3,700 Year Old Wine Cellar Found in Israel

November 22, 2013  

These 3,700-year-old jars were discovered in an ancient palatial wine cellar in July 2013. The team excavated a total of 40 intact vessels during its six-week dig.


Archaeologists say they have discovered a 3,700-year-old wine cellar in Israel, a finding that offers insights into the early roots of winemaking.

The large wine cellar was unearthed in the ruined palace of a Canaanite city in northern Israel, called Tel Kabri, not far from the country’s modern wineries. The excavations revealed 40 one-meter-tall (about 3 feet) jars kept in what appeared to be a storage room.

No liquid contents could have survived the millennia. But an analysis of organic residue trapped in the pores of the jars suggested that they had contained wine made from grapes. The ancient tipple was likely sweet, strong and medicinal—certainly not your average Beaujolais.

“We were absolutely surprised,” said Eric Cline,   archaeologist at George Washington University and part of the team involved in the excavation. “We thought we were digging outside the palace walls when the jars came up.”


Zach Dunseth of Tel Aviv University removes dirt and debris from the ancient wine jars found at Tel Kabri.


The findings were presented Friday in Baltimore at the annual meeting of the American Schools of Oriental Research. The scientists have yet to publish their discovery in a peer-reviewed journal; some archaeologists said that made it difficult to judge the validity of the claims.

The oldest known wine cellar held about 700 jars and was uncovered in the tomb of Pharaoh Scorpion I in Egypt, which dates to about 3,000 B.C. But there were no wild grapes in Egypt, so where did the Egyptians get their wine? Scientists say they probably imported it from the Canaanites, a claim bolstered by the recent find.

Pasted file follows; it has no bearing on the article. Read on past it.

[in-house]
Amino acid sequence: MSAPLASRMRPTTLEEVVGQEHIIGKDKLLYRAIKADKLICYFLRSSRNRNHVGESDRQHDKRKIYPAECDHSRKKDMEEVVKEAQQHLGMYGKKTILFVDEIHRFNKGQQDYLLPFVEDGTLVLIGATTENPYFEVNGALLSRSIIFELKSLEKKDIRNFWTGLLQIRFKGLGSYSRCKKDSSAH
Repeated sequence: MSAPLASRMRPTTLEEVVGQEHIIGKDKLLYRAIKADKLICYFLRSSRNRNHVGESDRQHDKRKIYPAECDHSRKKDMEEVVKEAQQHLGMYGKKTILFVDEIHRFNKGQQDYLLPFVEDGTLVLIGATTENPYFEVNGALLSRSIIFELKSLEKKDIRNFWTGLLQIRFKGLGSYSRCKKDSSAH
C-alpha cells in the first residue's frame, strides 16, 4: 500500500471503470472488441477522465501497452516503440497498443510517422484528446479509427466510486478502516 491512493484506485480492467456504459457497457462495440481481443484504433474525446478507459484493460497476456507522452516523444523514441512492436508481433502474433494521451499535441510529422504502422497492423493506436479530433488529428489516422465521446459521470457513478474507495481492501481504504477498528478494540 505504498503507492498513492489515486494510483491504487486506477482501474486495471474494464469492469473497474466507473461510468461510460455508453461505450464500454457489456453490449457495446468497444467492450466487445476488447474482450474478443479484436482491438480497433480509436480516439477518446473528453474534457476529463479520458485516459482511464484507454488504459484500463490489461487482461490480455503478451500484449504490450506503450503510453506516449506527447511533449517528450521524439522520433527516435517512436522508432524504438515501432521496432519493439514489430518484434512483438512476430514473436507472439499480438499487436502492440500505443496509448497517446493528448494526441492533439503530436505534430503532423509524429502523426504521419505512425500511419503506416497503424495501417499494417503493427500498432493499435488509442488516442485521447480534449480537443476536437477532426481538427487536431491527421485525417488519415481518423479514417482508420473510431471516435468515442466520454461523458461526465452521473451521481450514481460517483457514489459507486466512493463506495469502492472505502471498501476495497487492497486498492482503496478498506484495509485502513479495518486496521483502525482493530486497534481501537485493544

More than 5,000 years ago, “it was the Canaanites who really developed the winemaking culture and took it to Egypt,” said     Patrick McGovern,  an authority on ancient wine at the University of Pennsylvania, who wasn’t involved in the Kabri dig.

Later, the winemakers of Canaan could have taken their expertise northward, setting the stage for winemaking to develop in Greece, Italy and other parts of Europe. “The Canaanites had the ships—they took their wine culture with them,” said Dr. McGovern.

Historians know little about the rulers of Kabri, a town that dates back to 1700 B.C. But they know that a city called Hazor, about 50 miles away, had contact around this time with Mesopotamia, a region encompassing modern-day Iraq, and ruled by  Hammurabi.

“The components of the wine match the textual description of wine in Mesopotamia,” said Dr. Cline.

The quest to understand what the ancient wine might have tasted like required some nifty detective work in the lab. The scientists focused their efforts on fragments close to the base of the jars, which would have been in contact with the stored wine and absorbed some of it. They extracted the organic residues trapped in the pores and analyzed them chemically.

Andrew Koh,   an archaeological scientist at Brandeis University, said he discovered the telltale signature of tartaric acid, a key component in grapes. He also found traces of compounds which suggested that other ingredients could have been added to the wine, including honey, mint and herbs.

That is a similar recipe to that of medicinal wines drunk for 2,000 years in ancient Egypt. The wines in the Kabri cellar were both white and red, the researchers said.

A few days before the excavation was wrapped up this summer, the archaeologists discovered two doors leading out of the wine cellar. If those lead to other storage rooms with more wine jars, it may be possible to get an even better fix on what the wine was like. With enough data, the researchers said, they may even be able to recreate the flavor of the 3,700-year-old wine.


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